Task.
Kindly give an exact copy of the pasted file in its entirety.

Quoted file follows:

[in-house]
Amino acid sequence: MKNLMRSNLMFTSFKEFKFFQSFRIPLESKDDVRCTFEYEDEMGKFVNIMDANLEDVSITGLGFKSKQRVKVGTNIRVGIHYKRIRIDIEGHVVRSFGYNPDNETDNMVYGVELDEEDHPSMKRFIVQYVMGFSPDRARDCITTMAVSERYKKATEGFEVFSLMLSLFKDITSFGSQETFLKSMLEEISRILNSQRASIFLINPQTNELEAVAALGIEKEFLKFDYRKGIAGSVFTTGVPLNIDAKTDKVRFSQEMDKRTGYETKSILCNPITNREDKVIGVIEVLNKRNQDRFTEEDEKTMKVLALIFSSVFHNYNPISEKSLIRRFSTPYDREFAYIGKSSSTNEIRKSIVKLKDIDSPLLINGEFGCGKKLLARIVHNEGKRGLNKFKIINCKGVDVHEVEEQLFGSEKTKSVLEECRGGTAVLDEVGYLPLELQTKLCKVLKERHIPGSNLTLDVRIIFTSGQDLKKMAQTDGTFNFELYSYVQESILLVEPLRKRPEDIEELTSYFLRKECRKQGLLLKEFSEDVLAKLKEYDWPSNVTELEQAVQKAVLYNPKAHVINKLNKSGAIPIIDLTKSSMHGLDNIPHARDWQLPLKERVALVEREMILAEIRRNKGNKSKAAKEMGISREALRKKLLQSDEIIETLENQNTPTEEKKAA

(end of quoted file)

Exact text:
[in-house]
Amino acid sequence: MKNLMRSNLMFTSFKEFKFFQSFRIPLESKDDVRCTFEYEDEMGKFVNIMDANLEDVSITGLGFKSKQRVKVGTNIRVGIHYKRIRIDIEGHVVRSFGYNPDNETDNMVYGVELDEEDHPSMKRFIVQYVMGFSPDRARDCITTMAVSERYKKATEGFEVFSLMLSLFKDITSFGSQETFLKSMLEEISRILNSQRASIFLINPQTNELEAVAALGIEKEFLKFDYRKGIAGSVFTTGVPLNIDAKTDKVRFSQEMDKRTGYETKSILCNPITNREDKVIGVIEVLNKRNQDRFTEEDEKTMKVLALIFSSVFHNYNPISEKSLIRRFSTPYDREFAYIGKSSSTNEIRKSIVKLKDIDSPLLINGEFGCGKKLLARIVHNEGKRGLNKFKIINCKGVDVHEVEEQLFGSEKTKSVLEECRGGTAVLDEVGYLPLELQTKLCKVLKERHIPGSNLTLDVRIIFTSGQDLKKMAQTDGTFNFELYSYVQESILLVEPLRKRPEDIEELTSYFLRKECRKQGLLLKEFSEDVLAKLKEYDWPSNVTELEQAVQKAVLYNPKAHVINKLNKSGAIPIIDLTKSSMHGLDNIPHARDWQLPLKERVALVEREMILAEIRRNKGNKSKAAKEMGISREALRKKLLQSDEIIETLENQNTPTEEKKAA